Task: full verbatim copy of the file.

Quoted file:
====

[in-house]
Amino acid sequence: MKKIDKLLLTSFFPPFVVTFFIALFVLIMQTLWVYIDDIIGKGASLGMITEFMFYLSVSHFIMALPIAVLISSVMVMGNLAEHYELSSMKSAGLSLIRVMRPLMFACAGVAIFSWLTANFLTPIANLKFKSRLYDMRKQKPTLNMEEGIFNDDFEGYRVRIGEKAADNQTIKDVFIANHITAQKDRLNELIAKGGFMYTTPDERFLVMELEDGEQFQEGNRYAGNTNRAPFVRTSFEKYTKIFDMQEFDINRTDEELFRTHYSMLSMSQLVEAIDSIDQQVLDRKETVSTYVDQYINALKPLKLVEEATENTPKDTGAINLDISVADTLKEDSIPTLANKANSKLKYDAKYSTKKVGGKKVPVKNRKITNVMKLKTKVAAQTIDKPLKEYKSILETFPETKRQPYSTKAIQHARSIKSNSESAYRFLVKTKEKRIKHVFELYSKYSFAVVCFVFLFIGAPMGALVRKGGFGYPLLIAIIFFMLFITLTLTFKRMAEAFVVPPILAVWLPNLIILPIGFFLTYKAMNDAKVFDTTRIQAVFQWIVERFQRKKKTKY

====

[in-house]
Amino acid sequence: MKKIDKLLLTSFFPPFVVTFFIALFVLIMQTLWVYIDDIIGKGASLGMITEFMFYLSVSHFIMALPIAVLISSVMVMGNLAEHYELSSMKSAGLSLIRVMRPLMFACAGVAIFSWLTANFLTPIANLKFKSRLYDMRKQKPTLNMEEGIFNDDFEGYRVRIGEKAADNQTIKDVFIANHITAQKDRLNELIAKGGFMYTTPDERFLVMELEDGEQFQEGNRYAGNTNRAPFVRTSFEKYTKIFDMQEFDINRTDEELFRTHYSMLSMSQLVEAIDSIDQQVLDRKETVSTYVDQYINALKPLKLVEEATENTPKDTGAINLDISVADTLKEDSIPTLANKANSKLKYDAKYSTKKVGGKKVPVKNRKITNVMKLKTKVAAQTIDKPLKEYKSILETFPETKRQPYSTKAIQHARSIKSNSESAYRFLVKTKEKRIKHVFELYSKYSFAVVCFVFLFIGAPMGALVRKGGFGYPLLIAIIFFMLFITLTLTFKRMAEAFVVPPILAVWLPNLIILPIGFFLTYKAMNDAKVFDTTRIQAVFQWIVERFQRKKKTKY